By Leila Kheiry, KRBD—Three young Alaska Native artists, including one from Ketchikan and one from Hydaburg, have been chosen to carve cedar house posts that will be cast in bronze and displayed in
By Richard Walker, Indian Country Today—Alyssa (Yáx̱Ádi Yádi) London, Tlingit, had been Miss Alaska USA for eight days and she had already been presented with regalia and named a cultural ambassado
SHI has chosen five language teams to participate in its Haa Shuká Community Language Learning Project, a n
If you missed our lecture on the way of the warrior, the video is now online.
By David A.
SHI will continually update its Tlingit language podcast, which is featured in our "Learning Tlingit" app and
Clans sometimes unfortunately have to grapple with theft of their at.óowu and regalia.
Sealaska Heritage Institute (SHI) has named the new Miss Alaska USA 2017, Alyssa London, as a cultural ambassador in an effort to further its mission to perpetuate and enhance Tlingit, Haida and Ts
Third grade students in all six Juneau elementary schools will be broadening their understanding of regional history over the coming weeks through an art-based lesson plan designed to accompany dis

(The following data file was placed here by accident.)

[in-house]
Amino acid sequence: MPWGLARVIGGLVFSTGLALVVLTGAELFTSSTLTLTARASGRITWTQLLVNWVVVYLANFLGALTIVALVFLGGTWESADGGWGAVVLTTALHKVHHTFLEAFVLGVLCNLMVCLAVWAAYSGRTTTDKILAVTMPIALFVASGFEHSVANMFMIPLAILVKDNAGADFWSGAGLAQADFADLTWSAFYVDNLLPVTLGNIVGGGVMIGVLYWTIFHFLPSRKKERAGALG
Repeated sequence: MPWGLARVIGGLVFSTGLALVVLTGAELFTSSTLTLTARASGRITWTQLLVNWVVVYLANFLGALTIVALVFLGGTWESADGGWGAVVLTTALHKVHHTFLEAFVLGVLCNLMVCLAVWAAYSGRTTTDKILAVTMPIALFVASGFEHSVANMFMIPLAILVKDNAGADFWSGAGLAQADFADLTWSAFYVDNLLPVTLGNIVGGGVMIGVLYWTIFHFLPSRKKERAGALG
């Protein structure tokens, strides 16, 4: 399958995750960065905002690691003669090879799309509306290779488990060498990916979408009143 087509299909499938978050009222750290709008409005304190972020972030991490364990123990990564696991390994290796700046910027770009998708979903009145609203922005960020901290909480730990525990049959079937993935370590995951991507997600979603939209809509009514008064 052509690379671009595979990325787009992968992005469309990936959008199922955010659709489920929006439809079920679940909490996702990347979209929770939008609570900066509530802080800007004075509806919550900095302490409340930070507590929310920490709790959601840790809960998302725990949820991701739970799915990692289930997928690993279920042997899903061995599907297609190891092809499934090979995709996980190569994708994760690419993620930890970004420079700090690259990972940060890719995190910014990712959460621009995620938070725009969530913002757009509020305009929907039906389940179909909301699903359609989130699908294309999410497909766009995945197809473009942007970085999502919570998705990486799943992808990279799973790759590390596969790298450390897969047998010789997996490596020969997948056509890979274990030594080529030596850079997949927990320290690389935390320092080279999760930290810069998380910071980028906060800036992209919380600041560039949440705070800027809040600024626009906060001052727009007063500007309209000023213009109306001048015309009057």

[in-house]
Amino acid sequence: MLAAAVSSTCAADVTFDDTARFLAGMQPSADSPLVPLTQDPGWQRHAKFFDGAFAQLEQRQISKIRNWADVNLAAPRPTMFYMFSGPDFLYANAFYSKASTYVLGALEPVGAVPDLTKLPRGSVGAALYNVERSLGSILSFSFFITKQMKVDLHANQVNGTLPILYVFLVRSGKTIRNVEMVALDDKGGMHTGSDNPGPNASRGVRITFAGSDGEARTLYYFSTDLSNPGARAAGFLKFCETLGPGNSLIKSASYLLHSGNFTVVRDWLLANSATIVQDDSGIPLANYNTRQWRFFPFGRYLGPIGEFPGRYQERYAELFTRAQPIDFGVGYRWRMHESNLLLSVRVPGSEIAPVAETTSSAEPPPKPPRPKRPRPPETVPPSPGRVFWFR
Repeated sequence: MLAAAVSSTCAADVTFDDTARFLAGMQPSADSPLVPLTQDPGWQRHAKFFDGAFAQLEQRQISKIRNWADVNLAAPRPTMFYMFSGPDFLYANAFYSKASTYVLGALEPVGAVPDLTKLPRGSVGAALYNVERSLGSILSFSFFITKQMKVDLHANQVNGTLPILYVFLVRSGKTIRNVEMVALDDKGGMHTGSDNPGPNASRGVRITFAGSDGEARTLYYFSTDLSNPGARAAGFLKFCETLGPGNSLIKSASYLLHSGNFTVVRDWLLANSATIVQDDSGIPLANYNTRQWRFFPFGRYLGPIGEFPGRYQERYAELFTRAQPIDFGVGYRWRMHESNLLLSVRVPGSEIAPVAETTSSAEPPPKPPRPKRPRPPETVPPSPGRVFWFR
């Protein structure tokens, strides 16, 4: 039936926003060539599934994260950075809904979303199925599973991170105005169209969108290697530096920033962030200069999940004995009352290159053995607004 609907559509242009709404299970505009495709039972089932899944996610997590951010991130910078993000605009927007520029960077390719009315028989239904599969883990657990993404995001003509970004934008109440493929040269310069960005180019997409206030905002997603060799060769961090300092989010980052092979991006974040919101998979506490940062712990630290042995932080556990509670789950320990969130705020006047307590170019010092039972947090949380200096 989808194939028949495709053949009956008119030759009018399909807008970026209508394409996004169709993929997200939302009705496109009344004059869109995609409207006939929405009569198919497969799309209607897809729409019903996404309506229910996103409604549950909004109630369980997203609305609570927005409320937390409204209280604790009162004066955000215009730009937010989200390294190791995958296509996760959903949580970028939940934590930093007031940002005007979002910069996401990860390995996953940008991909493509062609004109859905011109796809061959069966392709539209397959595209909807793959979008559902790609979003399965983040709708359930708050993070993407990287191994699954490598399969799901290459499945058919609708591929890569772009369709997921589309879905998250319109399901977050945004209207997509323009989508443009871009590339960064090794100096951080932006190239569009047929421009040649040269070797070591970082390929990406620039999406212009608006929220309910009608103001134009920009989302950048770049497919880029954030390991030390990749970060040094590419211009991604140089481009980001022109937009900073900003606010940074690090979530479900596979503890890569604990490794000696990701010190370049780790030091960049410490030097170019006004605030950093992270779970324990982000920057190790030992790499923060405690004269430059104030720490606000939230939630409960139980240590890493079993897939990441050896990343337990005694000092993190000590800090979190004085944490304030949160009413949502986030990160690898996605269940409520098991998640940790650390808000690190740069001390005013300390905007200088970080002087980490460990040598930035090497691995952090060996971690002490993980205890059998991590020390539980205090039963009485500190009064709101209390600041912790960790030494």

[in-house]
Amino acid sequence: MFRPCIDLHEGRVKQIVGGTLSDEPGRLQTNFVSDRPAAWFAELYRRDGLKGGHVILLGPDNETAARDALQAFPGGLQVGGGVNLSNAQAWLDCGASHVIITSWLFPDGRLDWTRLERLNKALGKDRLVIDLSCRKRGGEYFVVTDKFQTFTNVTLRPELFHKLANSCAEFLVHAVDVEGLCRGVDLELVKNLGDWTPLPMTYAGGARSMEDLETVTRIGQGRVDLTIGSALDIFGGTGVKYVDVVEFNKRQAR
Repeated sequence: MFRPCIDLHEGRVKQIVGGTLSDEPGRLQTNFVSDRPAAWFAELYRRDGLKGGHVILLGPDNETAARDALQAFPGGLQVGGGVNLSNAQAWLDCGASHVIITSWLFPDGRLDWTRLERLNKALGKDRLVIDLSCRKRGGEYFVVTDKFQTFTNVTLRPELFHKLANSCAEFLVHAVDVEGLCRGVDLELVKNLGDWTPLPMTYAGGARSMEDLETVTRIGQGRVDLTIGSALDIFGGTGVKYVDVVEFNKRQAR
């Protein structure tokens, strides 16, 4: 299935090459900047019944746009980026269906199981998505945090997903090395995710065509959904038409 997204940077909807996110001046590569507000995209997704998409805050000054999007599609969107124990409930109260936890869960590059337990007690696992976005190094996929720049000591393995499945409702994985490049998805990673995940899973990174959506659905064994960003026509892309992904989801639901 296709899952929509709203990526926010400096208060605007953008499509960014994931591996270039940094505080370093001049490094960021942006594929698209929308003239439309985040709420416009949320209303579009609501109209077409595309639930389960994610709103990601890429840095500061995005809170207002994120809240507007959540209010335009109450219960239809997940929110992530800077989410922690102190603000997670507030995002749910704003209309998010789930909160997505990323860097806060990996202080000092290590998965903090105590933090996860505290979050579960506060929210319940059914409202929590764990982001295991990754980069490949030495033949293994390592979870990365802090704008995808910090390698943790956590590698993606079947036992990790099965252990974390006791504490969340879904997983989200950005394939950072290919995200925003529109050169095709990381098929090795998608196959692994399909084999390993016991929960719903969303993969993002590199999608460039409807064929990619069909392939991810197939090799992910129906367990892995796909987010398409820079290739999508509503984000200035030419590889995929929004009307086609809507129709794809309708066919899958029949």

SHI and the Sealaska Heritage Store are seeking artists to demonstrate and sell their work in the Walter Soboleff Building during the First Friday of each month in Juneau.
SHI has chosen three emerging, master Tlingit, Haida and Tsimshian artists to carve three cedar house posts that will be cast into bronze.
SHI will sponsor a skin-sewing workshop in Juneau with teacher Louise Kadinger. The three-day class is limited to 15 participants. A $100 fee covers all materials needed to make a skin product.
We have found there is tremendous demand for skin-sewing classes and thought it would be useful for people to see some of the processes and secrets to sewing furs.
Indian Country Today—Sealaska Heritage Institute’s Southeast Regional Language Committee met for the first time on January 27, and began the meeting with traditional introductions by the committee’
The first meeting of Sealaska Heritage Institute’s new language committee began Friday morning with traditional introductions by the committee’s three members: Lance Twitchell, who spoke in Lingít